"Father, my heart is ready" (Cf. Mt 27:26; Mk 15:15; Lk 23:16; Jn 19:1).

There are many moments to comment in this moving scene. First, Jesus does not resist when they fasten Him to the pillar. He is not fighting against the Passion, because of His love for us. He willingly accepts suffering to save us from eternal condemnation. He doesn't scream and kick, or cause a scandal while they literally rip Him apart with their diabolical instruments of torture. It is horrible what my sins have done to Jesus.

There is an especially moving moment which meaningfully demonstrates Christ's obedience. After the first round of bruising that they give Him with their switches, Jesus falls to the floor. That is the way the body reacts. When they relent from that onslaught, He realizes He is down and lifts Himself back up. "Father, my heart is ready", He says. Jesus knows that this is the ransom for sin, and He is no sissy. Christ's love for us is incalculable. "Why, one will hardly die for a righteous man — though perhaps for a good man one will dare even to die. But God shows his love for us in that while we were yet sinners Christ died for us" (Rom 5: 7-8). Loving obedience and obedience for love, that is the mystery of the Christ's passion and death.

Christ's death on the cross

"Father into Thy hands I commend My Spirit. (Lk 23:46).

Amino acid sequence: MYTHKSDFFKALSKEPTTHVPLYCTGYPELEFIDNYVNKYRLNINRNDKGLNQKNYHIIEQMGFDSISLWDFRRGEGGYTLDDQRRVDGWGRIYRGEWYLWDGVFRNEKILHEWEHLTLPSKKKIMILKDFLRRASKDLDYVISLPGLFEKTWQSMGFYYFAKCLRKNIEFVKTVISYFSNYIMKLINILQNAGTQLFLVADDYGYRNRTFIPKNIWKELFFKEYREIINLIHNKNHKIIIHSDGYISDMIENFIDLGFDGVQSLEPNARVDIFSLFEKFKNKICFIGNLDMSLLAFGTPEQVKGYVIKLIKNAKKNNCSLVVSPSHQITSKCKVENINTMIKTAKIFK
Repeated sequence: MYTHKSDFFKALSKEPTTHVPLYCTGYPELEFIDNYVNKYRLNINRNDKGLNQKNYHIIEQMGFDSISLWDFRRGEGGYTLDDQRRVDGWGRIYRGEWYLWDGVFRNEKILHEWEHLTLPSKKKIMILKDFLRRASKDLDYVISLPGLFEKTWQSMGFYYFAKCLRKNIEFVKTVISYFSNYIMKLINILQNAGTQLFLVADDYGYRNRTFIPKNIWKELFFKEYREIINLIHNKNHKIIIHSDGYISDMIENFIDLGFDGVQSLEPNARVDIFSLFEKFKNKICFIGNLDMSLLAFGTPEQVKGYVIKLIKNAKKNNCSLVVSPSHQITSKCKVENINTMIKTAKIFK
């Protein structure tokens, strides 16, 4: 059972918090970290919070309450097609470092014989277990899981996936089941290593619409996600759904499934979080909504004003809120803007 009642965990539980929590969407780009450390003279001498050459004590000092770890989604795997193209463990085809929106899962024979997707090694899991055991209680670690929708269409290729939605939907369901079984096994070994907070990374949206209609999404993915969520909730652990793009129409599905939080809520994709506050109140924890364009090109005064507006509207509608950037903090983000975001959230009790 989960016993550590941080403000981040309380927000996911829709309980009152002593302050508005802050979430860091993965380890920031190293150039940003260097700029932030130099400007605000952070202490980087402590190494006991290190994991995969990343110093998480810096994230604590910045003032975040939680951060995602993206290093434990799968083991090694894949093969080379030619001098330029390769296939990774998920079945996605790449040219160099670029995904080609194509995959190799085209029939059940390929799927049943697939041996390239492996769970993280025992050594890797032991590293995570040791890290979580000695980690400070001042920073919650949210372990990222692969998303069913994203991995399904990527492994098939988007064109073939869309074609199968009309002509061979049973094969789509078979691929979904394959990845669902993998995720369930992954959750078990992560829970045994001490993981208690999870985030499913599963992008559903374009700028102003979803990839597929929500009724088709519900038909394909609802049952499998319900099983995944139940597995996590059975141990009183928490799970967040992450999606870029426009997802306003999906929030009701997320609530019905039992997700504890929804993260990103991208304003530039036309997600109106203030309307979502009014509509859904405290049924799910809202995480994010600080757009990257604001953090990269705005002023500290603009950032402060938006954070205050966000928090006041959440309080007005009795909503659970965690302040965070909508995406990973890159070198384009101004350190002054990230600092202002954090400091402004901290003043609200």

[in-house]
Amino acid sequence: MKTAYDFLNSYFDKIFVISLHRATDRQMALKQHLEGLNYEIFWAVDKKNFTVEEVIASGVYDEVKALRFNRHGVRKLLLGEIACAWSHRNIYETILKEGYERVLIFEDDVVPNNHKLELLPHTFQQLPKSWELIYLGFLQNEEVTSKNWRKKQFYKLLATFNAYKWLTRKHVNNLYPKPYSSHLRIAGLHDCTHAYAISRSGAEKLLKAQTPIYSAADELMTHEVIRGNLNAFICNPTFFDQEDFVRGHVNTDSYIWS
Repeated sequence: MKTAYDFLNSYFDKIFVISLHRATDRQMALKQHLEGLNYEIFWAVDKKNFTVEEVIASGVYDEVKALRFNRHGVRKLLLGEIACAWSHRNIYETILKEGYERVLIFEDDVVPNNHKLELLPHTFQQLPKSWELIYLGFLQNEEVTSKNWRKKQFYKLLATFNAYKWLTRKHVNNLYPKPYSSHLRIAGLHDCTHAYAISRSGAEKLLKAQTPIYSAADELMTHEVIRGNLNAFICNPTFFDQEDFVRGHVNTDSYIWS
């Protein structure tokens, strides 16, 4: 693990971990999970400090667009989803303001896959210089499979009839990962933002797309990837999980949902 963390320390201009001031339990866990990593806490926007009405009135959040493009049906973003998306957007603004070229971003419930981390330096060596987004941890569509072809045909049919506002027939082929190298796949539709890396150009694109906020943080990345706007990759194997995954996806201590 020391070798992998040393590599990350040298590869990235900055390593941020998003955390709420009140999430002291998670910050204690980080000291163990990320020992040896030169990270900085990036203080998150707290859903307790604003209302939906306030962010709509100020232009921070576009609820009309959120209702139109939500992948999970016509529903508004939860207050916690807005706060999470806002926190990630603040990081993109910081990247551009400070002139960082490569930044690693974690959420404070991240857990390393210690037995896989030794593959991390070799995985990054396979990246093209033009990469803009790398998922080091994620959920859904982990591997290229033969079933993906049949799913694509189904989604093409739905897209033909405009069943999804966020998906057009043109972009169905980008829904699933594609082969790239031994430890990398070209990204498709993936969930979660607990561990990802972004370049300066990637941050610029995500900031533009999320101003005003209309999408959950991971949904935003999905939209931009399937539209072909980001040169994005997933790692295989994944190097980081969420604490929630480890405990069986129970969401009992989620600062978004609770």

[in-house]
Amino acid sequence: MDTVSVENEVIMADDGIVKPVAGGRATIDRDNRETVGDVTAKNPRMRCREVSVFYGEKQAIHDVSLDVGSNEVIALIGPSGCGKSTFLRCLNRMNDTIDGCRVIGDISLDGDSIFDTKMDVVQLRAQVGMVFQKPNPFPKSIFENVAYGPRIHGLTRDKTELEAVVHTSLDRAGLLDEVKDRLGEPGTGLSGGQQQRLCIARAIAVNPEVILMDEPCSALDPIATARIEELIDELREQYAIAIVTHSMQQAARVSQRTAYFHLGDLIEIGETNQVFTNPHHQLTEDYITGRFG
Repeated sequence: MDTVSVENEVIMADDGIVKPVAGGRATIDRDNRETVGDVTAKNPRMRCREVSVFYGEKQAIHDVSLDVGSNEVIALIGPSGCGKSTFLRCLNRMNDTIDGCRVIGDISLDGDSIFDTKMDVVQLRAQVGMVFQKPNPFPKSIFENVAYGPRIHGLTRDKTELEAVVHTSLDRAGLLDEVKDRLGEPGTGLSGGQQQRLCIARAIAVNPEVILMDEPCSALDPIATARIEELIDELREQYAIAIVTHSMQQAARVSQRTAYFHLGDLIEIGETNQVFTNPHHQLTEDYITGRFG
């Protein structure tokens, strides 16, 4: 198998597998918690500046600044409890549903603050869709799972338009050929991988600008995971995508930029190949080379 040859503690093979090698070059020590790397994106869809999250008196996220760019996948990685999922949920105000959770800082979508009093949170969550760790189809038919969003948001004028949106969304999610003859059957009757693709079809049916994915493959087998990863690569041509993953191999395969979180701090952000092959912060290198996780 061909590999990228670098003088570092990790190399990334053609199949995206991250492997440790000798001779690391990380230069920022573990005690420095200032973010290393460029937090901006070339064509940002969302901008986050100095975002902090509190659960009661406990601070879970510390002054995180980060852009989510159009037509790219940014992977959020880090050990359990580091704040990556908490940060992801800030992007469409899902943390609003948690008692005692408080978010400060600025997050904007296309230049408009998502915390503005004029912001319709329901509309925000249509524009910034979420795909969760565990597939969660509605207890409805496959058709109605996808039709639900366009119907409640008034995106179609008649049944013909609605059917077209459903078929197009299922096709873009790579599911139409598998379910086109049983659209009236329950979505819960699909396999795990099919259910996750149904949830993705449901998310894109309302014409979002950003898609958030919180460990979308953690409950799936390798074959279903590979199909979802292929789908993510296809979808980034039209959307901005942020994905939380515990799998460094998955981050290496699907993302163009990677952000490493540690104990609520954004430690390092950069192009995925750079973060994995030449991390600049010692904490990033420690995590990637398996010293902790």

Some perhaps surrealistic happenings during the crucifixion and death of Jesus are depicted in The Passion. These are the attempts of an artist to show that all of creation was trembling due to the fact that God, the Author of life itself coming as Man, was being put to death by men. Though this happened in a specific place in the world, it was the sins of all of us that crucified Jesus.

The devil was thinking (his mind so obscured by pride), that this was finally the moment of his victory over Jesus and God. What a dreamer! Jesus, through His humility and obedience was willfully winning our redemption.

Jesus knew he was winning, even though winning meant living all the pain and loneliness that man feels in his soul when he sins. For this reason Christ quoted Scripture from that excruciating position: "My God, my God, why hast Thou forsaken me" (PS 22)? Then to fulfill the Scripture said: "I thirst". He is obeying the Father, even through what was written about Him in the ancient Scriptures (because inspired by God) was horrible and full of pain! Jesus is able to recognize God's will wherever it may come from.

Then He finally says the words the audience is awaiting Him to say: "Father into Thy hands I commend My Spirit." By that time the tension is overwhelming. When will this torture finish? You feel it is not soon enough; too weighty the expectation.